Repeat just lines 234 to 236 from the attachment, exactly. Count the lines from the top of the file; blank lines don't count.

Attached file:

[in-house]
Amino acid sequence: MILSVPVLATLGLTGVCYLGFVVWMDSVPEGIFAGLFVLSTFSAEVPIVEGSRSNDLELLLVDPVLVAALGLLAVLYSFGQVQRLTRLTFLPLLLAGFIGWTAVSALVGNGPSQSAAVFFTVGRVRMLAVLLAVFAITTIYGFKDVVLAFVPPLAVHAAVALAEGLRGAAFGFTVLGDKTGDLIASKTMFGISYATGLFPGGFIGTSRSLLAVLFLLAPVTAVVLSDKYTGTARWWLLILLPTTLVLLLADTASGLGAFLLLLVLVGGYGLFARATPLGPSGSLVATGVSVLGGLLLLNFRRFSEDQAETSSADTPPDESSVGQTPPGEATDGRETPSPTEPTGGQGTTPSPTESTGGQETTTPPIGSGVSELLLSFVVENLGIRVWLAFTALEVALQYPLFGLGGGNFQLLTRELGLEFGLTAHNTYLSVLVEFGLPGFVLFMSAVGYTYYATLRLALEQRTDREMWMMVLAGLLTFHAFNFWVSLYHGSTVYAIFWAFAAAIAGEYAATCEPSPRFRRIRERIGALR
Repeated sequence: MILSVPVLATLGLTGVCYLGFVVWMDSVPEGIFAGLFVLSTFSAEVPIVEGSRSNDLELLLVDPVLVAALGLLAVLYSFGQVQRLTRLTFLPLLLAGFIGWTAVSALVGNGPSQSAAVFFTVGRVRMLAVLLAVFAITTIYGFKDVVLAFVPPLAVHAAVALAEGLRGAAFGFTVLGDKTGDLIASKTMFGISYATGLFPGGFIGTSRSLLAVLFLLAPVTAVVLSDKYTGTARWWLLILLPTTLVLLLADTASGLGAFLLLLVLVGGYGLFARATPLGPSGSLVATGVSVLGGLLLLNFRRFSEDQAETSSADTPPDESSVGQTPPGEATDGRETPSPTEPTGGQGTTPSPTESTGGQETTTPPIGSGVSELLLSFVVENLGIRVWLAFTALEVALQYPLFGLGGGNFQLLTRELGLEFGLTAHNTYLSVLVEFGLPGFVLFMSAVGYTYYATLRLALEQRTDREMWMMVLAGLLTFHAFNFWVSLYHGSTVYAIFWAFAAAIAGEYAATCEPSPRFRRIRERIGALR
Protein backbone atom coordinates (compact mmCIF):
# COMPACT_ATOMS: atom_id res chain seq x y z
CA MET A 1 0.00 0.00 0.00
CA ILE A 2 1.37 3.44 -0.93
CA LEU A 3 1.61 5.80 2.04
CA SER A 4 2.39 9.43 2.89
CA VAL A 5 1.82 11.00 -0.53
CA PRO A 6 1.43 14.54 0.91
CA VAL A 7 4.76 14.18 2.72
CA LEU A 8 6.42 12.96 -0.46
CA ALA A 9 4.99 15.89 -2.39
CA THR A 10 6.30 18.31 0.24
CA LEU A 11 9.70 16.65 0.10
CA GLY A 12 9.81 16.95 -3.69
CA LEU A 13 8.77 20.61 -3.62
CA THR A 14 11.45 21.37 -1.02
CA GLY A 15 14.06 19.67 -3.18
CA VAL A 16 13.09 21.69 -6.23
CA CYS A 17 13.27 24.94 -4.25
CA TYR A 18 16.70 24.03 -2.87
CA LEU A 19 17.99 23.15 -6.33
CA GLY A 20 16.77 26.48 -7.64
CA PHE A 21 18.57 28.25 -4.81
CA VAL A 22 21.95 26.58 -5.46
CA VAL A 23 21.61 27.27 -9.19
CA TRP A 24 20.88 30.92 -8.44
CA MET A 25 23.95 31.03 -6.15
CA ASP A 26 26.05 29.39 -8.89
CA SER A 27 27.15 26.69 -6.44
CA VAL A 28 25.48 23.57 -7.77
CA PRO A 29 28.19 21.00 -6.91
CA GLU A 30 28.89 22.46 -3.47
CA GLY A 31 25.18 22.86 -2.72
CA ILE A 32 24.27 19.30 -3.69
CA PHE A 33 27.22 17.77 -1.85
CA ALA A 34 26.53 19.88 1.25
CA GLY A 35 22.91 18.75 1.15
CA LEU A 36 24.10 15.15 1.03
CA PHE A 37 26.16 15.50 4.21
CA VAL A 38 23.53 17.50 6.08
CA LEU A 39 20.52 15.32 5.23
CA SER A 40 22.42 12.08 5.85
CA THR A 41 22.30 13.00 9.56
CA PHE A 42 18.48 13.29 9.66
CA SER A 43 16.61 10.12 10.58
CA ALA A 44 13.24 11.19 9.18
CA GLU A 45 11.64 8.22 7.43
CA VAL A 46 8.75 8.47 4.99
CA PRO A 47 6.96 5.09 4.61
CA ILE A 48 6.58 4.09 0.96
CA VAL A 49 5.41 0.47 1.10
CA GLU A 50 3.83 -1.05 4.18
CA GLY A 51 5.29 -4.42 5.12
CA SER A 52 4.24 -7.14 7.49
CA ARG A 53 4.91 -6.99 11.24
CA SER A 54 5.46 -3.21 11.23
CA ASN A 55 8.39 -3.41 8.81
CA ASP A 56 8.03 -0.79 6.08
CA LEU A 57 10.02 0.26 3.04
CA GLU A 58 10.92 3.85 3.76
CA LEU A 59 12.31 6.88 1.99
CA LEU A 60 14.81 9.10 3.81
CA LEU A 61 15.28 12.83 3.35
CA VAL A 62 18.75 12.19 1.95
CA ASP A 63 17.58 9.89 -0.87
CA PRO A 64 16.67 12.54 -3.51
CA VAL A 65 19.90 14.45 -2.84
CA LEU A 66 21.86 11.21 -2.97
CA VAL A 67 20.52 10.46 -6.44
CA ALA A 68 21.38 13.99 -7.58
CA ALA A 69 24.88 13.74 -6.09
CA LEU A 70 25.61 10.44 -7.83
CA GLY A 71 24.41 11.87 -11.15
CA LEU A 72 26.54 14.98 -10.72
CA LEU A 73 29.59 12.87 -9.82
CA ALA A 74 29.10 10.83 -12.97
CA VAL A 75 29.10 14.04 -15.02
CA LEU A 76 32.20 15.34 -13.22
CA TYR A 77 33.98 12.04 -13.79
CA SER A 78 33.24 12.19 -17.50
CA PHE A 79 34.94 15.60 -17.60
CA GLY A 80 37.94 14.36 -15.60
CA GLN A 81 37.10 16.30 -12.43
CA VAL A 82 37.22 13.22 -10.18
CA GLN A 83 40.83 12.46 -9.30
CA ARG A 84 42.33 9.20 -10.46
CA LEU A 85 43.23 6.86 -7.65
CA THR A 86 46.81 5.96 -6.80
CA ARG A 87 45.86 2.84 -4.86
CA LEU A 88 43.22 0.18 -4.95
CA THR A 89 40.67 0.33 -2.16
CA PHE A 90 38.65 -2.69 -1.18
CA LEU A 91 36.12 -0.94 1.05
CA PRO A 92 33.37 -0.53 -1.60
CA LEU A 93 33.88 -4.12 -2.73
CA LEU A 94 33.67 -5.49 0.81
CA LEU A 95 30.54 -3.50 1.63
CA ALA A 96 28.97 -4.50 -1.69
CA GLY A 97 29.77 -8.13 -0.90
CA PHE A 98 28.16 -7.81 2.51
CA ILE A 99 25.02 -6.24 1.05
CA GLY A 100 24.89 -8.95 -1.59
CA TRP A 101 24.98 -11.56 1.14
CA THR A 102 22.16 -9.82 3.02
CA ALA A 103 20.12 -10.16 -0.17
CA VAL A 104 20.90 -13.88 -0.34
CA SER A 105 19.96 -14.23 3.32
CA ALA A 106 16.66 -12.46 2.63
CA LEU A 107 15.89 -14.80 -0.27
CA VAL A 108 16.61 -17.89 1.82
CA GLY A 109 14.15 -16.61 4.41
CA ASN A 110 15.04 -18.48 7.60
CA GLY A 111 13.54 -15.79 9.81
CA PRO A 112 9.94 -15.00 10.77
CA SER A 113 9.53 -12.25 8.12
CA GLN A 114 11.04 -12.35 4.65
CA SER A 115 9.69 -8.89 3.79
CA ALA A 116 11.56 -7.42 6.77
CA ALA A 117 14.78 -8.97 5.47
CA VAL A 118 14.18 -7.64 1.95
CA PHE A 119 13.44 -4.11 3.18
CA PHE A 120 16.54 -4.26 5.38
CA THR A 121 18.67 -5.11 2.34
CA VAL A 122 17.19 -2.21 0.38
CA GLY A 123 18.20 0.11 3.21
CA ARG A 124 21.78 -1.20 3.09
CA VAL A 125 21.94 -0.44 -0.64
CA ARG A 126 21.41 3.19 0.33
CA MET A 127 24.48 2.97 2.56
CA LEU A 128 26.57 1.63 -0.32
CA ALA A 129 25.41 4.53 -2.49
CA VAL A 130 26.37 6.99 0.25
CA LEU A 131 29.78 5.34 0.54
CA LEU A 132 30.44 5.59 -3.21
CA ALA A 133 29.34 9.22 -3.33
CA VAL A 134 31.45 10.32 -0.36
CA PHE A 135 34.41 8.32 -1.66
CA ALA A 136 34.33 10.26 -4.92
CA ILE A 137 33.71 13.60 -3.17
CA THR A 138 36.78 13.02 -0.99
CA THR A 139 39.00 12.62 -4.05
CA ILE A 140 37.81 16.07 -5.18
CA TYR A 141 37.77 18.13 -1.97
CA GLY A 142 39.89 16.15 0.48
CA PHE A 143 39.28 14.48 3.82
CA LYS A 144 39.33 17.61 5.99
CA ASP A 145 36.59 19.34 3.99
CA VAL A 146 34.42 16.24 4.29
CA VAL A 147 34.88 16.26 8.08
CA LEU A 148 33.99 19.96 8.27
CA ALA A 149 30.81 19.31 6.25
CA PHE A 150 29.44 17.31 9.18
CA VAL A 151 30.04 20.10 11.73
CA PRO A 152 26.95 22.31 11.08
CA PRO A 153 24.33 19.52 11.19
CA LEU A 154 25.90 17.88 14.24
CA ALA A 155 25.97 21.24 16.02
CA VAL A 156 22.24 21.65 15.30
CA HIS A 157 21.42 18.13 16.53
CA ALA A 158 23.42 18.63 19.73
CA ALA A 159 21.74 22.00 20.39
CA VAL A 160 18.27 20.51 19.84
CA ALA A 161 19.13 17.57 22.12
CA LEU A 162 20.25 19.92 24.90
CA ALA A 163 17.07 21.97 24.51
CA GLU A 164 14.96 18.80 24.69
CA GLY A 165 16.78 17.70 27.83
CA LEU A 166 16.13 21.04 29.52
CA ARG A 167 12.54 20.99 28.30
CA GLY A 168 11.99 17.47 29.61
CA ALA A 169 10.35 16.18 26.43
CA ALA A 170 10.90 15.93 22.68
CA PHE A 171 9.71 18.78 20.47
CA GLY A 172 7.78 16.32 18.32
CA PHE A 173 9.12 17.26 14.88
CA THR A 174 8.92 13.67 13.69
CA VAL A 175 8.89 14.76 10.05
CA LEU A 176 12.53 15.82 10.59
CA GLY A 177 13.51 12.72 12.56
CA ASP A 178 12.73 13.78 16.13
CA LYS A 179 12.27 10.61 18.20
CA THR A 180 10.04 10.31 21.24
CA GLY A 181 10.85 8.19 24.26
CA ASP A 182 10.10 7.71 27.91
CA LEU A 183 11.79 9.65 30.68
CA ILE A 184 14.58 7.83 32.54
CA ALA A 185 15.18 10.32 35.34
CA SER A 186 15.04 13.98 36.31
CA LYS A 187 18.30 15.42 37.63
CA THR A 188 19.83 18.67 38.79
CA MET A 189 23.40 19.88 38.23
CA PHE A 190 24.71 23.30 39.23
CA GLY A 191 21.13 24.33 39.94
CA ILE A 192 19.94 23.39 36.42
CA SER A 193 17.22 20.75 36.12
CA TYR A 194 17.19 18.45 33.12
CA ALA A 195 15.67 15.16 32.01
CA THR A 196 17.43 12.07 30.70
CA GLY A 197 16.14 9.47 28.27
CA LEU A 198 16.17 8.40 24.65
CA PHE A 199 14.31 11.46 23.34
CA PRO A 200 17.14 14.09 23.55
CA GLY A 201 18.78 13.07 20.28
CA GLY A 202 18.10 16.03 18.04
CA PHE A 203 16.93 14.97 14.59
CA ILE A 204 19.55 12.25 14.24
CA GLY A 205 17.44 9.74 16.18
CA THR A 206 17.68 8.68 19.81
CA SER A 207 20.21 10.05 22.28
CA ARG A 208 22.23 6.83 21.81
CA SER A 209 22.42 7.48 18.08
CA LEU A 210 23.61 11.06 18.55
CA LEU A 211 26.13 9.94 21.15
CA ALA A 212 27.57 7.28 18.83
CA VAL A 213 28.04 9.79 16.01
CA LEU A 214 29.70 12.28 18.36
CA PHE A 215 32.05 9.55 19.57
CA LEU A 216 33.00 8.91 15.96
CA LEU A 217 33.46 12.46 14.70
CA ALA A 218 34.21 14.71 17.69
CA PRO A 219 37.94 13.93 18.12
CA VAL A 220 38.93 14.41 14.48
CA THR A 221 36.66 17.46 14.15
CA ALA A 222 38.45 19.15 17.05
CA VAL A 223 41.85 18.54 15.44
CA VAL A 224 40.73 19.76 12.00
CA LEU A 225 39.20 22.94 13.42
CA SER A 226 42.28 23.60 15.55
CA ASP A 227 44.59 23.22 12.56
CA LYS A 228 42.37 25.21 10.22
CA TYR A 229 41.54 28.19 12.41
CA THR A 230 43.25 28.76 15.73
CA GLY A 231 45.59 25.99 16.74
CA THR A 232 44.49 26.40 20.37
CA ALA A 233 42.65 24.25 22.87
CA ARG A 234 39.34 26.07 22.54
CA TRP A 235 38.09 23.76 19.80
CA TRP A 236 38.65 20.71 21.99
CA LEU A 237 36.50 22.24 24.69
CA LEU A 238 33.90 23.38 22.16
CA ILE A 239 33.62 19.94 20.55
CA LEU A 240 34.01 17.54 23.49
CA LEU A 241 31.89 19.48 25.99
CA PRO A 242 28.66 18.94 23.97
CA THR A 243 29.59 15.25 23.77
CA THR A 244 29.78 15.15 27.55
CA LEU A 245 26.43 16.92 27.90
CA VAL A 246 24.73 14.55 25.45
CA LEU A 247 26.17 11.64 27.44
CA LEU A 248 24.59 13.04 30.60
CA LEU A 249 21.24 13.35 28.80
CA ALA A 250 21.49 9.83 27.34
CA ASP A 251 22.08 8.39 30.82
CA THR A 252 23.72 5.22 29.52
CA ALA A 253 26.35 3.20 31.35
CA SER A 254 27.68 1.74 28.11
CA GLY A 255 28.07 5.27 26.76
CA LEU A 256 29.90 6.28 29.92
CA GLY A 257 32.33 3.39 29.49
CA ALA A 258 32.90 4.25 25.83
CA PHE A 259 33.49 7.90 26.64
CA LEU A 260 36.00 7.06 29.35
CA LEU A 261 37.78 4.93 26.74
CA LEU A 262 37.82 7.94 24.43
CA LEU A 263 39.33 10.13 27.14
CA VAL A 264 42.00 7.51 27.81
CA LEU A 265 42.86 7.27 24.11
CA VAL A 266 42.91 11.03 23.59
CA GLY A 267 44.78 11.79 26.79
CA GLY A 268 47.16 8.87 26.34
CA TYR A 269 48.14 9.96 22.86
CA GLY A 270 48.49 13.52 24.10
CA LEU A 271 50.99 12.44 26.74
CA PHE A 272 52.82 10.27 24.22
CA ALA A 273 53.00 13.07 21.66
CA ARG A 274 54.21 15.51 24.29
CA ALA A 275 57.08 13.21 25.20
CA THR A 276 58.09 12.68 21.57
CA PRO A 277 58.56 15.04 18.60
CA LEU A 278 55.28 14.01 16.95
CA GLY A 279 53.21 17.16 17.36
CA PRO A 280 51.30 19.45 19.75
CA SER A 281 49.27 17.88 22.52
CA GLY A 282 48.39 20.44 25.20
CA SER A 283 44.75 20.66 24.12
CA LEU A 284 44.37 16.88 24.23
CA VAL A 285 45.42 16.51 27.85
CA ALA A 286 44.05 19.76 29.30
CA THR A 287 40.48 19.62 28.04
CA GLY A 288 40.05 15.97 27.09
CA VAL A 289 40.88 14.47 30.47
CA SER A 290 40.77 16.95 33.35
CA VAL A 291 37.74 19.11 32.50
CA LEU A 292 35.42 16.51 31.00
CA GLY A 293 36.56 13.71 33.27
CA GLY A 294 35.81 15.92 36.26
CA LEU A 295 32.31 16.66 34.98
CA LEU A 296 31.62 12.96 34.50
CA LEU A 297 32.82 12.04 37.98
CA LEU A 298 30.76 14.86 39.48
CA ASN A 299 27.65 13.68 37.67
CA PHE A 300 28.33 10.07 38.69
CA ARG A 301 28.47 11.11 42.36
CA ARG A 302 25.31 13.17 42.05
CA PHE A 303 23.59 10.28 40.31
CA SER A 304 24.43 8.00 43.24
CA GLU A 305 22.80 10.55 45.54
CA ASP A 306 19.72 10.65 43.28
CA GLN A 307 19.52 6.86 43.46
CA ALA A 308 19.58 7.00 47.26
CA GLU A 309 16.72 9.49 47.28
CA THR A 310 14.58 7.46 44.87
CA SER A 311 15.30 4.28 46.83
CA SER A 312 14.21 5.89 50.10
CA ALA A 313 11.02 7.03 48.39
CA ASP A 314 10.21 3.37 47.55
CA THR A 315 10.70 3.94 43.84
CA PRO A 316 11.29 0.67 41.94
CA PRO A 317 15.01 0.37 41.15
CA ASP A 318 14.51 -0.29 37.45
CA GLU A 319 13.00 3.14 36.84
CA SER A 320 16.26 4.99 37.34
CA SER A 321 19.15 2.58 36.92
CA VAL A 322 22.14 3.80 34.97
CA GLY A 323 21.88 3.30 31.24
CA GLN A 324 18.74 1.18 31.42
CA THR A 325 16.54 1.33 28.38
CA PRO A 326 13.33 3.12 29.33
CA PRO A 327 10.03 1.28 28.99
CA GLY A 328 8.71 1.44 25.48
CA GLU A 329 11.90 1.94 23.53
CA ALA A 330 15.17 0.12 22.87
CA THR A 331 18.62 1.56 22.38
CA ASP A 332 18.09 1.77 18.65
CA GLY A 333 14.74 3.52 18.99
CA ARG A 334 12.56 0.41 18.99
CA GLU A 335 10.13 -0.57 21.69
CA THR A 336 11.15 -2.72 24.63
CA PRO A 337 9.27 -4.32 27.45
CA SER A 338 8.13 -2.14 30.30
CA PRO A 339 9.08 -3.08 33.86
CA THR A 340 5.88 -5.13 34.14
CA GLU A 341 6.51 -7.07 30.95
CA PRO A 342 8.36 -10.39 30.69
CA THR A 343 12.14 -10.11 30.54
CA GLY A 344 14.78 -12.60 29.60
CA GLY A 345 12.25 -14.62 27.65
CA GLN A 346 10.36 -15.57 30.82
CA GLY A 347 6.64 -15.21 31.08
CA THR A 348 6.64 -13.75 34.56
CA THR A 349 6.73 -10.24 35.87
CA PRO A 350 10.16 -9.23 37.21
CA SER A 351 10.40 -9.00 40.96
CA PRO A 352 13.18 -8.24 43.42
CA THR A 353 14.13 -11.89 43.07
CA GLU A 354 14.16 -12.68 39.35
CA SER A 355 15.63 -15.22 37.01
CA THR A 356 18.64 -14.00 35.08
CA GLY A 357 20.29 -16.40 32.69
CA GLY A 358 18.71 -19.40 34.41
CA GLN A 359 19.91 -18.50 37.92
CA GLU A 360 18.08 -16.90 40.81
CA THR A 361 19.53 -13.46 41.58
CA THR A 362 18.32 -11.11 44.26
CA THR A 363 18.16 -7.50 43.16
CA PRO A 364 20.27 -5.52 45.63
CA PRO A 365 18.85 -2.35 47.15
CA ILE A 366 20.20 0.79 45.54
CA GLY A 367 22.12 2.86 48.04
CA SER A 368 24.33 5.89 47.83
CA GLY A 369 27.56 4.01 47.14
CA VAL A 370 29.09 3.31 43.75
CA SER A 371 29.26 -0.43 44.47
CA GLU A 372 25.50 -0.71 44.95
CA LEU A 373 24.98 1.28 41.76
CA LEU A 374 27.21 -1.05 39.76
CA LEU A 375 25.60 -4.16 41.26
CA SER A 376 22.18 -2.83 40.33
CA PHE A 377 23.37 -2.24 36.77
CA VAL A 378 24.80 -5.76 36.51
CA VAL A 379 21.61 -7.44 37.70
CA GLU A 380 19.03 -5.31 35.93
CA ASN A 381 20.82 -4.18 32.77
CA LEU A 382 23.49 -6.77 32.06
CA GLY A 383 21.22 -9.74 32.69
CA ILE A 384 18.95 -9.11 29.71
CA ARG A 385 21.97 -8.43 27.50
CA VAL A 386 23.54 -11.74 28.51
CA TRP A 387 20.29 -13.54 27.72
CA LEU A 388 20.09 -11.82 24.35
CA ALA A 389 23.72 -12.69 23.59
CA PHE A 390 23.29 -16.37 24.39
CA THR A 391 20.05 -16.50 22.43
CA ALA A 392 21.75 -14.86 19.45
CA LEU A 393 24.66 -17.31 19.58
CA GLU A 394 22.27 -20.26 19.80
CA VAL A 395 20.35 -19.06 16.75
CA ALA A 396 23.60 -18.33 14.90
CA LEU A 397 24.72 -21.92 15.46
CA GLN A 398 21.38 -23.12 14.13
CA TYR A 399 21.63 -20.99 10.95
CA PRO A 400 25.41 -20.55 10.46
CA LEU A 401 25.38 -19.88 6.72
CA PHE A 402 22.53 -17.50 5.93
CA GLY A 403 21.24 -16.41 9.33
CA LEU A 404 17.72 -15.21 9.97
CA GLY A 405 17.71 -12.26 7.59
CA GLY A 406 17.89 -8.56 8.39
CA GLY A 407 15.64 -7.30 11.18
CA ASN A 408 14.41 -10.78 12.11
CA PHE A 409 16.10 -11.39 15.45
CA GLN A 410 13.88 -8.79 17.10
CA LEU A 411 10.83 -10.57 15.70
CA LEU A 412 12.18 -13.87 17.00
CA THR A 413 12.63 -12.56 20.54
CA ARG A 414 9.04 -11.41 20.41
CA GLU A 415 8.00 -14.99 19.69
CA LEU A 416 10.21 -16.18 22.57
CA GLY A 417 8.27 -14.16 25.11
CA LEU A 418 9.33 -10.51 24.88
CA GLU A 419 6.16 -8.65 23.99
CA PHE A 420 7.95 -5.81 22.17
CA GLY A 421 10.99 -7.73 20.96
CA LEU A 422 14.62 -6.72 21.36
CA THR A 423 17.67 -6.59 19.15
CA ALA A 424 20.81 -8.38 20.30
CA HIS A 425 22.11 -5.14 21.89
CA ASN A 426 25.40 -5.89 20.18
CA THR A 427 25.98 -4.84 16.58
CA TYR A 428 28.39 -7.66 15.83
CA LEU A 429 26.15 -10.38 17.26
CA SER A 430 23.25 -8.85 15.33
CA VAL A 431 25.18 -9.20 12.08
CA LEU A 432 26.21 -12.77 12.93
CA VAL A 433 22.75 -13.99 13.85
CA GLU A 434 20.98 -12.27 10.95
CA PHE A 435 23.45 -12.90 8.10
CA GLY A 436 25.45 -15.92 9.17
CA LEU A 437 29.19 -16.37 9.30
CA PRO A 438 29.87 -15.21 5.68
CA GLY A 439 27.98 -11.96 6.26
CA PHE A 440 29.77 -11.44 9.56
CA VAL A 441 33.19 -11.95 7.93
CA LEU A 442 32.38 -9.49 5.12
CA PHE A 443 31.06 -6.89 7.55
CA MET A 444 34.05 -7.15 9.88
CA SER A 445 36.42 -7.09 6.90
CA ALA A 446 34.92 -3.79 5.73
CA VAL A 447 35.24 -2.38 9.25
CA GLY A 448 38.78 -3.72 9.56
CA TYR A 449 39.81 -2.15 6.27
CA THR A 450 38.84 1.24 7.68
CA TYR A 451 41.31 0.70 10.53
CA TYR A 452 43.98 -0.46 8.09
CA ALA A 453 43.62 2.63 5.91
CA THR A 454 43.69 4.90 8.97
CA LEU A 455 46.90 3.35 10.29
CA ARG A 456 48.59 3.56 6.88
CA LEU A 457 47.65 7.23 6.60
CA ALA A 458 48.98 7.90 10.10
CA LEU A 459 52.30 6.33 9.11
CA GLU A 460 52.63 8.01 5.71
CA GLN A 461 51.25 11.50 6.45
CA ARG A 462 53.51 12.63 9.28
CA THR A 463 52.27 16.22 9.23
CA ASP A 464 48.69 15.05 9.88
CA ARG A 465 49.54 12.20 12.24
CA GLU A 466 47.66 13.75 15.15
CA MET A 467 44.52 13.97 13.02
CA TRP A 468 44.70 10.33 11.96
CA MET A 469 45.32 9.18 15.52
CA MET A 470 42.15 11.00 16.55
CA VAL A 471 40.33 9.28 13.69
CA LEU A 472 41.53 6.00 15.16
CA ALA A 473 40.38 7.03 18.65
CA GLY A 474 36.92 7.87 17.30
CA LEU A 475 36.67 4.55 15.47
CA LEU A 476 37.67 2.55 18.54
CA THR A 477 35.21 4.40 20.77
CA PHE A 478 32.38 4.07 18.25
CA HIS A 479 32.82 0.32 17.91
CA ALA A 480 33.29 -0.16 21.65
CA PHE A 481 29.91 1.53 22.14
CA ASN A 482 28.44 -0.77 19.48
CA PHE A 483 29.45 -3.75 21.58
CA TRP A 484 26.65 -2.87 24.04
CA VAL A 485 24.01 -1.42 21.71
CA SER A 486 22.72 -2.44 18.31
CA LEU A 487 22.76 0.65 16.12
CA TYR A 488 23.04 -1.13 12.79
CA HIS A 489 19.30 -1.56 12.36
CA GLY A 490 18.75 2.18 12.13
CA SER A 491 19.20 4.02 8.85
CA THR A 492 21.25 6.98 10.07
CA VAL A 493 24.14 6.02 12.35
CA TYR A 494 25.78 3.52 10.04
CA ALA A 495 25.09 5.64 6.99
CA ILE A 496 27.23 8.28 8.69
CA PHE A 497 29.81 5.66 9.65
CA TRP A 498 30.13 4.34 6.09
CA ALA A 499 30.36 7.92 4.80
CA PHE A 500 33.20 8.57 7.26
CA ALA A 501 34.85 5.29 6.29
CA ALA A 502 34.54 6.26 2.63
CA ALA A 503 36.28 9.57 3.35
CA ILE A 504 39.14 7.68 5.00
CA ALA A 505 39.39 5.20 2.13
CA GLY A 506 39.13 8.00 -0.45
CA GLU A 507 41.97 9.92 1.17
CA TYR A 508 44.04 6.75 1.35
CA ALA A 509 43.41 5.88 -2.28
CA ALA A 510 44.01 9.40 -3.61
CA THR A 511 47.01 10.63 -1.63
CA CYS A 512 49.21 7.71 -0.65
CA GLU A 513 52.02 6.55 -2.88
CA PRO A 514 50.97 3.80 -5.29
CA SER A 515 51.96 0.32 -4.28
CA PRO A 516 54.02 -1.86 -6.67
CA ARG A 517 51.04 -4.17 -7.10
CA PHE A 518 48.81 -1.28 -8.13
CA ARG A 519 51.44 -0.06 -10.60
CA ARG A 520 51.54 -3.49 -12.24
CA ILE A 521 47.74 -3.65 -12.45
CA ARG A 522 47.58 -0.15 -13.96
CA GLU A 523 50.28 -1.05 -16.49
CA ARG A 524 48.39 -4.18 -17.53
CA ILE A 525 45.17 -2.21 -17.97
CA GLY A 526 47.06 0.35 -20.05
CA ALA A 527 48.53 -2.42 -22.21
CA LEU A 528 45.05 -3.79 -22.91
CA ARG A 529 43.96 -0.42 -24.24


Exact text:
CA TYR A 229 41.54 28.19 12.41
CA THR A 230 43.25 28.76 15.73
CA GLY A 231 45.59 25.99 16.74